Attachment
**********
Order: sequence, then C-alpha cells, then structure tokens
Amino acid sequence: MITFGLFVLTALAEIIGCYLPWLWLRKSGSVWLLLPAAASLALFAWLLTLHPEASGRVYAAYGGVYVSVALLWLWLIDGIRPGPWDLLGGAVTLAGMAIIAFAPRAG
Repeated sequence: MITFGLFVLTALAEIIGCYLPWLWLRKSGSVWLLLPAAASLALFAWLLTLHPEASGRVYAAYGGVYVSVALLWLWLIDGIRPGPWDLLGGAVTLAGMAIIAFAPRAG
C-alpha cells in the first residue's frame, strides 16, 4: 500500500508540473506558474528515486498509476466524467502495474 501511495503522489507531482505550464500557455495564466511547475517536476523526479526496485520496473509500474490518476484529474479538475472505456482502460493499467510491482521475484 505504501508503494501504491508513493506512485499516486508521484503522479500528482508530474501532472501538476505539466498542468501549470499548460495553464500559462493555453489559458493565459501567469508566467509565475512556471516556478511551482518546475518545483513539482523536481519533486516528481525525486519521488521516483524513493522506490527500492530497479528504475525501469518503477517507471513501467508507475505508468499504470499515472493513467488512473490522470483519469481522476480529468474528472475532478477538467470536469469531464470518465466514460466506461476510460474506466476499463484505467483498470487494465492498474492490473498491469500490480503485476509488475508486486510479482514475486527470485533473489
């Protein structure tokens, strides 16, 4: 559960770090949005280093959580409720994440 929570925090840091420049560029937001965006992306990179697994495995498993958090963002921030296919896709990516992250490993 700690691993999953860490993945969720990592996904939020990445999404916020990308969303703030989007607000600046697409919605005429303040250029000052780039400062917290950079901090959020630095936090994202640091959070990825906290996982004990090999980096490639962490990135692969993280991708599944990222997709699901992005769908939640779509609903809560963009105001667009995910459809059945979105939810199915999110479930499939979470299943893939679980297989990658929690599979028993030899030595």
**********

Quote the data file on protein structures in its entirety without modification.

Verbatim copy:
Order: sequence, then C-alpha cells, then structure tokens
Amino acid sequence: MITFGLFVLTALAEIIGCYLPWLWLRKSGSVWLLLPAAASLALFAWLLTLHPEASGRVYAAYGGVYVSVALLWLWLIDGIRPGPWDLLGGAVTLAGMAIIAFAPRAG
Repeated sequence: MITFGLFVLTALAEIIGCYLPWLWLRKSGSVWLLLPAAASLALFAWLLTLHPEASGRVYAAYGGVYVSVALLWLWLIDGIRPGPWDLLGGAVTLAGMAIIAFAPRAG
C-alpha cells in the first residue's frame, strides 16, 4: 500500500508540473506558474528515486498509476466524467502495474 501511495503522489507531482505550464500557455495564466511547475517536476523526479526496485520496473509500474490518476484529474479538475472505456482502460493499467510491482521475484 505504501508503494501504491508513493506512485499516486508521484503522479500528482508530474501532472501538476505539466498542468501549470499548460495553464500559462493555453489559458493565459501567469508566467509565475512556471516556478511551482518546475518545483513539482523536481519533486516528481525525486519521488521516483524513493522506490527500492530497479528504475525501469518503477517507471513501467508507475505508468499504470499515472493513467488512473490522470483519469481522476480529468474528472475532478477538467470536469469531464470518465466514460466506461476510460474506466476499463484505467483498470487494465492498474492490473498491469500490480503485476509488475508486486510479482514475486527470485533473489
């Protein structure tokens, strides 16, 4: 559960770090949005280093959580409720994440 929570925090840091420049560029937001965006992306990179697994495995498993958090963002921030296919896709990516992250490993 700690691993999953860490993945969720990592996904939020990445999404916020990308969303703030989007607000600046697409919605005429303040250029000052780039400062917290950079901090959020630095936090994202640091959070990825906290996982004990090999980096490639962490990135692969993280991708599944990222997709699901992005769908939640779509609903809560963009105001667009995910459809059945979105939810199915999110479930499939979470299943893939679980297989990658929690599979028993030899030595």